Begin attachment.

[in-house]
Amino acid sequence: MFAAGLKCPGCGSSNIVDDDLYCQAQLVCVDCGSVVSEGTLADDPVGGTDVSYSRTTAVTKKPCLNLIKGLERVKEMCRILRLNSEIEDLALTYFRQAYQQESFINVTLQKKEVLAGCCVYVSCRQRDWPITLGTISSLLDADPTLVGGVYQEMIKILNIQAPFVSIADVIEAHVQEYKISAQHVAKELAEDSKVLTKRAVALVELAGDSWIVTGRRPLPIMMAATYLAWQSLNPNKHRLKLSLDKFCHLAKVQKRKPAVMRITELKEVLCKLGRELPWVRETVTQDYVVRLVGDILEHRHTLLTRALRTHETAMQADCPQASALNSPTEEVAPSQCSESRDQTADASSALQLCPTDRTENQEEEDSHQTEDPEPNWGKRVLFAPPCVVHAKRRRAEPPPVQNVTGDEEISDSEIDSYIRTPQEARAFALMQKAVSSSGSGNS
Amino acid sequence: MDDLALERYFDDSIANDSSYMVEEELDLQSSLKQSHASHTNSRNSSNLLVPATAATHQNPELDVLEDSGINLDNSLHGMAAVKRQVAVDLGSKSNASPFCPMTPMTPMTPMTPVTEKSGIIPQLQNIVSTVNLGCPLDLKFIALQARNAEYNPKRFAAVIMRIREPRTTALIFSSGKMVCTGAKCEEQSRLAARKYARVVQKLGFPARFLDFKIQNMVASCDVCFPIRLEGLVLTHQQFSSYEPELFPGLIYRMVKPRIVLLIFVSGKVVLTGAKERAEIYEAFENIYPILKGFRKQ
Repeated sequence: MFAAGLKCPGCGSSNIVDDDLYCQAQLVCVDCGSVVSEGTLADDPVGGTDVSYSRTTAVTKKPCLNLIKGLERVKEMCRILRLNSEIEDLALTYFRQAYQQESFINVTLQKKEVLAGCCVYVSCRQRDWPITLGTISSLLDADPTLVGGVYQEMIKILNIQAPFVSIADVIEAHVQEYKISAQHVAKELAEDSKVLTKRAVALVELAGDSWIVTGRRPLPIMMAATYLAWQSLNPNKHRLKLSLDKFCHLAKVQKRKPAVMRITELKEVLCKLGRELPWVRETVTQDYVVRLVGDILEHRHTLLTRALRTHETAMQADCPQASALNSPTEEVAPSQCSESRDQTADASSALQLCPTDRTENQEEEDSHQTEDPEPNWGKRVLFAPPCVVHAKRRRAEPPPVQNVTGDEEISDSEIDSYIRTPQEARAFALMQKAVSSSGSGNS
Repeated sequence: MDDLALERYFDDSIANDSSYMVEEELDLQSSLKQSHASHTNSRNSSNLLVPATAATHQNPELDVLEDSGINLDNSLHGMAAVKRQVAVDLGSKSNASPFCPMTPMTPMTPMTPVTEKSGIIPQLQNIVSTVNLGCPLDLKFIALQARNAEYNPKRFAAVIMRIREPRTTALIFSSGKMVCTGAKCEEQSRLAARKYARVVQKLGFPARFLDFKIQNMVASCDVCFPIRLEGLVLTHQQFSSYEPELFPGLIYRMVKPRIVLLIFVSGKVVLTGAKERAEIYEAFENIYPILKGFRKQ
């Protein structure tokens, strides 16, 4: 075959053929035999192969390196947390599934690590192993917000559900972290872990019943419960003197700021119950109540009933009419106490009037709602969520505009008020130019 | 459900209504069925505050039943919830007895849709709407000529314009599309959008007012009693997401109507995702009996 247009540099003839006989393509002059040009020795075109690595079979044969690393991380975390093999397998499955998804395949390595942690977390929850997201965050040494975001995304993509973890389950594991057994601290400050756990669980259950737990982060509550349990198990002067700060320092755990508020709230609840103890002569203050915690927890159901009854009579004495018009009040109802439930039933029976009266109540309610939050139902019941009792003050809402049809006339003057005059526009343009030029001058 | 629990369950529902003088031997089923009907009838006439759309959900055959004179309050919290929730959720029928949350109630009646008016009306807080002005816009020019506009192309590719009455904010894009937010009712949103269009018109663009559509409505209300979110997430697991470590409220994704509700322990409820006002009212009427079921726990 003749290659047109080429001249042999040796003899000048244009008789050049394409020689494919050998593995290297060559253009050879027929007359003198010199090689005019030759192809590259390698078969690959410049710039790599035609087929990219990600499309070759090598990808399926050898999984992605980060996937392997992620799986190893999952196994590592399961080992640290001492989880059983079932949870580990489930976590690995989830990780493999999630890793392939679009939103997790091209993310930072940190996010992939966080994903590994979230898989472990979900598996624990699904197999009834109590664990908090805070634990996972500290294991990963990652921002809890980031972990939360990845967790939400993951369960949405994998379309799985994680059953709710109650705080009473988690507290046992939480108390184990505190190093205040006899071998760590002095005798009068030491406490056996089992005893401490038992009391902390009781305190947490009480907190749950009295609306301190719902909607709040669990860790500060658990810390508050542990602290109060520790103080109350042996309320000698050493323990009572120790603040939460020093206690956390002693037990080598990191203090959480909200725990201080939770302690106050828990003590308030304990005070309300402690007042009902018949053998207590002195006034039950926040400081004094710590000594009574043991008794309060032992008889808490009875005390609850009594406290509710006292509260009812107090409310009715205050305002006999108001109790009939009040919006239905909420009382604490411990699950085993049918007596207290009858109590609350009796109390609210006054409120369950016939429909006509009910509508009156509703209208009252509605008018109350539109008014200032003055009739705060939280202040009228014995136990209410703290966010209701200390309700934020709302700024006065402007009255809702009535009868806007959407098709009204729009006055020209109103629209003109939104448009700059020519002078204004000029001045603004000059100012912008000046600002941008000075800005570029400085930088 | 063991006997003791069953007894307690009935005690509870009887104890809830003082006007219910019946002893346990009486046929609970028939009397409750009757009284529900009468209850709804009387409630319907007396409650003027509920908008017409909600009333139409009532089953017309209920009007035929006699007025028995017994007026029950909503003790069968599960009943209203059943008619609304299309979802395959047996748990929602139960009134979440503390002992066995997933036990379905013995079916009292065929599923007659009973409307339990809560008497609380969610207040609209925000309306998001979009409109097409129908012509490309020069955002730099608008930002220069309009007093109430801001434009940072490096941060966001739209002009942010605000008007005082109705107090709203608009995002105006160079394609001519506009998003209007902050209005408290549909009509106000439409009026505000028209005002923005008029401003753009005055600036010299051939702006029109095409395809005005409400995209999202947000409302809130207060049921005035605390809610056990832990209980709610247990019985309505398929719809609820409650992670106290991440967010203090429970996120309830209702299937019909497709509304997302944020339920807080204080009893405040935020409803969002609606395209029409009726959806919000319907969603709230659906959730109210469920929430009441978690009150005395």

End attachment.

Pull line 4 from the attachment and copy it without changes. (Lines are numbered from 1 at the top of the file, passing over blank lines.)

Repeated sequence: MFAAGLKCPGCGSSNIVDDDLYCQAQLVCVDCGSVVSEGTLADDPVGGTDVSYSRTTAVTKKPCLNLIKGLERVKEMCRILRLNSEIEDLALTYFRQAYQQESFINVTLQKKEVLAGCCVYVSCRQRDWPITLGTISSLLDADPTLVGGVYQEMIKILNIQAPFVSIADVIEAHVQEYKISAQHVAKELAEDSKVLTKRAVALVELAGDSWIVTGRRPLPIMMAATYLAWQSLNPNKHRLKLSLDKFCHLAKVQKRKPAVMRITELKEVLCKLGRELPWVRETVTQDYVVRLVGDILEHRHTLLTRALRTHETAMQADCPQASALNSPTEEVAPSQCSESRDQTADASSALQLCPTDRTENQEEEDSHQTEDPEPNWGKRVLFAPPCVVHAKRRRAEPPPVQNVTGDEEISDSEIDSYIRTPQEARAFALMQKAVSSSGSGNS